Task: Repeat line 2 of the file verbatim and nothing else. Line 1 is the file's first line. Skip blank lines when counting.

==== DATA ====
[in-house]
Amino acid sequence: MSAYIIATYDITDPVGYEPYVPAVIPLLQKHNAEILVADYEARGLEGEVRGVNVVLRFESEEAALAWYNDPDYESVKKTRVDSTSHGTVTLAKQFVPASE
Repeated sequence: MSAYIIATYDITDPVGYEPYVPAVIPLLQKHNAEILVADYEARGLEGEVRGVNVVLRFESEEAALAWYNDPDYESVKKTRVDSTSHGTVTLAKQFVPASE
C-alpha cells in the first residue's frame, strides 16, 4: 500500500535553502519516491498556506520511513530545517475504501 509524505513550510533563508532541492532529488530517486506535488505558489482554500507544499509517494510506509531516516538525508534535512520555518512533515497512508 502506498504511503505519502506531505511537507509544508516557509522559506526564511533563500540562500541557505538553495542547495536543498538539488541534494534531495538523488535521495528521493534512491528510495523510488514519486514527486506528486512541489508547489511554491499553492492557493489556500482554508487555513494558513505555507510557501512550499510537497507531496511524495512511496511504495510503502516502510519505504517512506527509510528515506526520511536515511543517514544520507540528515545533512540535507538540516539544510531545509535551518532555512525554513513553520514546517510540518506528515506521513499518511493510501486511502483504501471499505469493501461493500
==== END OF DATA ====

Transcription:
Amino acid sequence: MSAYIIATYDITDPVGYEPYVPAVIPLLQKHNAEILVADYEARGLEGEVRGVNVVLRFESEEAALAWYNDPDYESVKKTRVDSTSHGTVTLAKQFVPASE